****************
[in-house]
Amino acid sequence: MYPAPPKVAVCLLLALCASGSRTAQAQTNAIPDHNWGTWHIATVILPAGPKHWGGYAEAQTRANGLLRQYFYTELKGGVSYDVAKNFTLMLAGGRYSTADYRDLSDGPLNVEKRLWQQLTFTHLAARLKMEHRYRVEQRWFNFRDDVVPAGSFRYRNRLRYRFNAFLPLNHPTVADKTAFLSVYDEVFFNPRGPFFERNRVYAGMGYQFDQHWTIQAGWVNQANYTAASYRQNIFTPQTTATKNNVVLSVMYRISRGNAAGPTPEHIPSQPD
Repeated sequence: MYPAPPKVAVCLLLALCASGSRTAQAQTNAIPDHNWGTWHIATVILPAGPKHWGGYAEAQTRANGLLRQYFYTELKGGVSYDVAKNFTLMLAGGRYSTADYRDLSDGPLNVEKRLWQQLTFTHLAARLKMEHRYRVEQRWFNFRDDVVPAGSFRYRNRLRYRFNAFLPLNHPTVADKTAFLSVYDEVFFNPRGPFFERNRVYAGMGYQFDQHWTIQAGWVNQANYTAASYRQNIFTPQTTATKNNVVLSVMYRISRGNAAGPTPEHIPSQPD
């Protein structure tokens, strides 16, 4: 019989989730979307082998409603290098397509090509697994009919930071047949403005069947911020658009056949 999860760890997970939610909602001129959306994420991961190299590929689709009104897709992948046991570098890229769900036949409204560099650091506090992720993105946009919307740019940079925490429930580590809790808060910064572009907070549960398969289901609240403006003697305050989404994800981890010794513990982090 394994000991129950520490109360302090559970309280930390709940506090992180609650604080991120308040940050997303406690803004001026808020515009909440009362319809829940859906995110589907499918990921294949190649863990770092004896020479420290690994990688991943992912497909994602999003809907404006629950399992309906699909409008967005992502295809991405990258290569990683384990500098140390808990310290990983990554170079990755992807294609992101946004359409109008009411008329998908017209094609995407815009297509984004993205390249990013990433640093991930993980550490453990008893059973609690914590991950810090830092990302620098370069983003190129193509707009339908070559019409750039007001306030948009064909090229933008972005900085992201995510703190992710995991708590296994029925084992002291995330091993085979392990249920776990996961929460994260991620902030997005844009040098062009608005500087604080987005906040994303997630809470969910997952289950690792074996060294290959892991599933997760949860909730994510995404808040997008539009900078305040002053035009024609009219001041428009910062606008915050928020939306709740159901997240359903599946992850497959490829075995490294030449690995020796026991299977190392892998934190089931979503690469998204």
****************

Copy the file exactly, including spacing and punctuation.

[in-house]
Amino acid sequence: MYPAPPKVAVCLLLALCASGSRTAQAQTNAIPDHNWGTWHIATVILPAGPKHWGGYAEAQTRANGLLRQYFYTELKGGVSYDVAKNFTLMLAGGRYSTADYRDLSDGPLNVEKRLWQQLTFTHLAARLKMEHRYRVEQRWFNFRDDVVPAGSFRYRNRLRYRFNAFLPLNHPTVADKTAFLSVYDEVFFNPRGPFFERNRVYAGMGYQFDQHWTIQAGWVNQANYTAASYRQNIFTPQTTATKNNVVLSVMYRISRGNAAGPTPEHIPSQPD
Repeated sequence: MYPAPPKVAVCLLLALCASGSRTAQAQTNAIPDHNWGTWHIATVILPAGPKHWGGYAEAQTRANGLLRQYFYTELKGGVSYDVAKNFTLMLAGGRYSTADYRDLSDGPLNVEKRLWQQLTFTHLAARLKMEHRYRVEQRWFNFRDDVVPAGSFRYRNRLRYRFNAFLPLNHPTVADKTAFLSVYDEVFFNPRGPFFERNRVYAGMGYQFDQHWTIQAGWVNQANYTAASYRQNIFTPQTTATKNNVVLSVMYRISRGNAAGPTPEHIPSQPD
């Protein structure tokens, strides 16, 4: 019989989730979307082998409603290098397509090509697994009919930071047949403005069947911020658009056949 999860760890997970939610909602001129959306994420991961190299590929689709009104897709992948046991570098890229769900036949409204560099650091506090992720993105946009919307740019940079925490429930580590809790808060910064572009907070549960398969289901609240403006003697305050989404994800981890010794513990982090 394994000991129950520490109360302090559970309280930390709940506090992180609650604080991120308040940050997303406690803004001026808020515009909440009362319809829940859906995110589907499918990921294949190649863990770092004896020479420290690994990688991943992912497909994602999003809907404006629950399992309906699909409008967005992502295809991405990258290569990683384990500098140390808990310290990983990554170079990755992807294609992101946004359409109008009411008329998908017209094609995407815009297509984004993205390249990013990433640093991930993980550490453990008893059973609690914590991950810090830092990302620098370069983003190129193509707009339908070559019409750039007001306030948009064909090229933008972005900085992201995510703190992710995991708590296994029925084992002291995330091993085979392990249920776990996961929460994260991620902030997005844009040098062009608005500087604080987005906040994303997630809470969910997952289950690792074996060294290959892991599933997760949860909730994510995404808040997008539009900078305040002053035009024609009219001041428009910062606008915050928020939306709740159901997240359903599946992850497959490829075995490294030449690995020796026991299977190392892998934190089931979503690469998204």